Ym Mhatagonia

This is an extract from the travel anthology Even the Rain is Different
which was be published in April 2005 by the Welsh Women's Press Honno

In 1865, a group of Welsh emigrants left their homeland for the new world. They wanted to go to a place where life was better, and also where there were no laws prohibiting them the speaking of their Language, Cymraeg, Welsh, and the free exercise of their Nonconformist faith. They lighted on far-away Argentina, and founded a colony in Patagonia: Y Wladfa, as it is known to this day still to Welsh speakers.

On the outskirts of the small town of Gaiman big hoardings advertise Welsh tea shops: Ty Nain and Ty Tê Cymraeg and Ty Gwyn. Then a wide, empty main road, crossed by narrower side streets. Lots of pickup trucks; everything dry, dusty. Most of the houses are nondescript, although some are beautiful, startlingly white or elaborately built of red brick.

The whole town - village, really - looks empty; there's the odd car on the road and the occasional person, and dogs sleeping in the shade, but those few figures are swallowed up by the vast land and sky. Behind the houses, where the side streets end, I can see dusty whitish hillocks. The land feels enormous, even here in the middle of Gaiman. There is so much sky! Most of the houses have only one, at most two storeys and the road looks much too wide for the few cars in it.

The taxi slows down, avoiding a large pothole in the road, turns right. We're in one of the dusty side streets now; small trees and shrubs left and right, some in flower. We drive towards the whitish hill at the end of the road. There's a sign on the left: "B&B Gwesty Tywi".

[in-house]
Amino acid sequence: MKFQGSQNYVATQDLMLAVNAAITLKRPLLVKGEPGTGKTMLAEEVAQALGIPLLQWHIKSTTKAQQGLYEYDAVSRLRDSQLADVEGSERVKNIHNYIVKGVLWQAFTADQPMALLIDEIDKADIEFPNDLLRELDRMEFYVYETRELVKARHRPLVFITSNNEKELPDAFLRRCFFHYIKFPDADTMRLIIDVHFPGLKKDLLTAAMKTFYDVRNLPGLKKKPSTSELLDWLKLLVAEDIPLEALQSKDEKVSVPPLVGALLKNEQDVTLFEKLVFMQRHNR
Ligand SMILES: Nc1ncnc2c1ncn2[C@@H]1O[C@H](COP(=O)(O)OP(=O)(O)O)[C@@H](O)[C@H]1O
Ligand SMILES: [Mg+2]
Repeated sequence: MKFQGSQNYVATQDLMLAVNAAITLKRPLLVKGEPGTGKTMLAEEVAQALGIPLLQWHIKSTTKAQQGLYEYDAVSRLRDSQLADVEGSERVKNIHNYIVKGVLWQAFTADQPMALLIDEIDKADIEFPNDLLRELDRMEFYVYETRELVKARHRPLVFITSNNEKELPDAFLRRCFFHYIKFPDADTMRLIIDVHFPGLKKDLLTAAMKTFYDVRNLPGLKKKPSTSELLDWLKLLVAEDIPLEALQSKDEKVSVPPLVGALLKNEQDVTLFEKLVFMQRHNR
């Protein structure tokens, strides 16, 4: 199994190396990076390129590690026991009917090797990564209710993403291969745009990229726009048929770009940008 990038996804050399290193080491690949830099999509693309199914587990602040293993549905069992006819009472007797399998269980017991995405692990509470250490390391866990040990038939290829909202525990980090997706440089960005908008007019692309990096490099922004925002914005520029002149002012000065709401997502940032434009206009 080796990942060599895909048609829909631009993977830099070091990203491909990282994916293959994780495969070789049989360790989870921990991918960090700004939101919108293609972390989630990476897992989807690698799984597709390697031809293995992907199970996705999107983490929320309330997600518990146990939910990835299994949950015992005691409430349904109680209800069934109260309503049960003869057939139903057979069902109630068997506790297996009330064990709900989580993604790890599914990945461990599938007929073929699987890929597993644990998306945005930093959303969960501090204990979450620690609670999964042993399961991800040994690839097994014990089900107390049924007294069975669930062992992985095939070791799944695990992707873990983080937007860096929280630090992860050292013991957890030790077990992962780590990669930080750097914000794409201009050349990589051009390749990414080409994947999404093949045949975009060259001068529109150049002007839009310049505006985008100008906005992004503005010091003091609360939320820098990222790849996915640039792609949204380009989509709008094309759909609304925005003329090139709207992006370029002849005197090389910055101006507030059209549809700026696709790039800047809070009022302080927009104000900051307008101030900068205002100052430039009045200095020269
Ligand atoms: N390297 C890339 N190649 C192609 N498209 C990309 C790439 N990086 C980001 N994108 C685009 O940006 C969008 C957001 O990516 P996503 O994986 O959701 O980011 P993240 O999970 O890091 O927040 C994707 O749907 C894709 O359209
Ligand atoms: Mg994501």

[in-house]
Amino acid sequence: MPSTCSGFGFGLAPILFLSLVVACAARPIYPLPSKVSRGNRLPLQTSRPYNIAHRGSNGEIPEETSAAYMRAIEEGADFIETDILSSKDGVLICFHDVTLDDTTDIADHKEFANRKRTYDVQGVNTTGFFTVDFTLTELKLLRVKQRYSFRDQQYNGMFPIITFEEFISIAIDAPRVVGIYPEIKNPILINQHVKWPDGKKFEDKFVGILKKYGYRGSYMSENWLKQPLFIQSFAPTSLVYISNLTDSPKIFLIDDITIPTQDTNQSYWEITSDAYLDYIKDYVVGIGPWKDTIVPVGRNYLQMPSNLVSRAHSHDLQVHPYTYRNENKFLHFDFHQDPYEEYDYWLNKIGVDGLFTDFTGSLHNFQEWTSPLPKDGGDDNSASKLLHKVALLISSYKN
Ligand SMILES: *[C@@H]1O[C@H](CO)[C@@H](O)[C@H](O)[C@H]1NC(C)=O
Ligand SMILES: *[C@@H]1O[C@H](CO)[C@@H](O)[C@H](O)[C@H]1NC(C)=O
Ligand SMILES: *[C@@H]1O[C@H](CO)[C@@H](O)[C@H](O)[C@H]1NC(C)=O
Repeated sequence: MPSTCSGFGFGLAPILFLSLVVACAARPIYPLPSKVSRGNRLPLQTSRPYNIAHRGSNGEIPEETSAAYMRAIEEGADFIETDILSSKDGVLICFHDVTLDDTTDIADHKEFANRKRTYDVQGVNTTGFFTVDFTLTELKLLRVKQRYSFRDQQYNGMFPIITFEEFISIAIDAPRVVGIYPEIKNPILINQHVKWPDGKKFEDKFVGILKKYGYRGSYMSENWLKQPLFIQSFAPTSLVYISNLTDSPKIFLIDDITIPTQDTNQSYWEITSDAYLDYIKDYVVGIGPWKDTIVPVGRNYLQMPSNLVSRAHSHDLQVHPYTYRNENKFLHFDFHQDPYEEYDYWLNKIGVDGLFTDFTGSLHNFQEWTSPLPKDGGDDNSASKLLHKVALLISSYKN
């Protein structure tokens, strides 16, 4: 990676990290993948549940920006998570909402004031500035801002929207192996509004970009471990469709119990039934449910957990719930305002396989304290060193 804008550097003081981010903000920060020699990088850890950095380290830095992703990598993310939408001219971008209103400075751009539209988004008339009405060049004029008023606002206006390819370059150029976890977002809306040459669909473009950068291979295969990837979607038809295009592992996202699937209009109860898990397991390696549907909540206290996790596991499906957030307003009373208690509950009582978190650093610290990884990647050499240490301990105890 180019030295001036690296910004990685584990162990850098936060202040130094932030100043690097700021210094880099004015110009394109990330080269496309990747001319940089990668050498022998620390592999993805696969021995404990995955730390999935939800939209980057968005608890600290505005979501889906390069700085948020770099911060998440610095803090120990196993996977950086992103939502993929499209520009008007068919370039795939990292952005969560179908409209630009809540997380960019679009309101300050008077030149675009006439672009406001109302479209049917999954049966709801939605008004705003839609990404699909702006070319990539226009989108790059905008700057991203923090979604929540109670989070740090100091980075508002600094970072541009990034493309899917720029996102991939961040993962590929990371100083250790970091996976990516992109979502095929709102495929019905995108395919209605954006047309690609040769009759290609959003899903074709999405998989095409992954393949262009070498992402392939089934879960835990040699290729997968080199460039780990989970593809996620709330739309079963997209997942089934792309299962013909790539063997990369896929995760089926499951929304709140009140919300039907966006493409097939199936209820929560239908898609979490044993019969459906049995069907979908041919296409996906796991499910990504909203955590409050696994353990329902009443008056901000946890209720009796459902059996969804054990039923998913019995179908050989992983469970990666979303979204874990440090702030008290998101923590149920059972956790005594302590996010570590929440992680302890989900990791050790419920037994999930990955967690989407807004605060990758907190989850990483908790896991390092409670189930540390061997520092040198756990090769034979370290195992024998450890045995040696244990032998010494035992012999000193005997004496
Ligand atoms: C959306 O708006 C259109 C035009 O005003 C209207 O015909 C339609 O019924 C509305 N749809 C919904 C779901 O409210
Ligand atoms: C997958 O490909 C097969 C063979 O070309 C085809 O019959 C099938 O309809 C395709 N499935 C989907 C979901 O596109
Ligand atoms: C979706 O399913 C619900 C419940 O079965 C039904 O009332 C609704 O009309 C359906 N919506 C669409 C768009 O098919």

The wind is sighing and whistling in the trees; there are birdcalls, the barking of small dogs, occasionally the drone of a passing car or motorcycle. The air smells dusty and dry and clean, all at the same time. The sun is hot.

The first thing I see as we go inside the house is a big chair against the wall on the right. Y gwyr yn erbyn y byd is carved into its back around the figure of a dragon: 'Truth against the world', the motto of the Gorsedd of the Bards. We pass through an archway and into the parlour, the centrepiece of which is a beautiful Welsh dresser.
It is hard to believe that I am in Argentina.



Next morning. The weather is wonderful: the sky a brilliant blue, not a cloud in sight; the sun already hot mid-morning.

As I walk past houses in the Calle Miguel D. Jones - Michael Jones, Bala, was one of the founding fathers of Gaiman -, small dogs that have been dozing in the shade jump up and yap. Invisible birds screech and squawk. Occasionally, I think I can make out some sparrow voices among them, but other than that, their calls are entirely unfamiliar.


The footpath - beaten, dry earth - is completely overgrown with dry bushes which an elderly man and a youth are about to clear. The school is built of red brick and has sash windows - very unusual in Argentina. Two cypress trees and a thorny shrub grow outside, and there is a - slightly rusty - sign: Primera escuela secundaria de la Patagonia, fundada en 1906. (The first secondary school in Patagonia, founded 1906.) A plaque at the side of the building says Nid Byd, Byd heb Wybodiaeth in Welsh: The World could not exist without Knowledge. And in Spanish: La Educación es el Pan del Alma. Education is Food for the Soul. I find these two quotes strangely moving, and catch myself thinking: You wouldn't find that in England, not in the South-East, anyway.

Gabro is the Welsh teacher. He is from Gaiman, but it turns out that he, too, learnt most of his Welsh at the Wlpan course in Lampeter, albeit a few years after I was there. He tells me this as I burst into his Welsh lesson for grade nine. Miguel and I have a brief chat in Welsh, then I sit quietly in a corner for the rest of the lesson. Afterwards, he tells me more in the playground outside.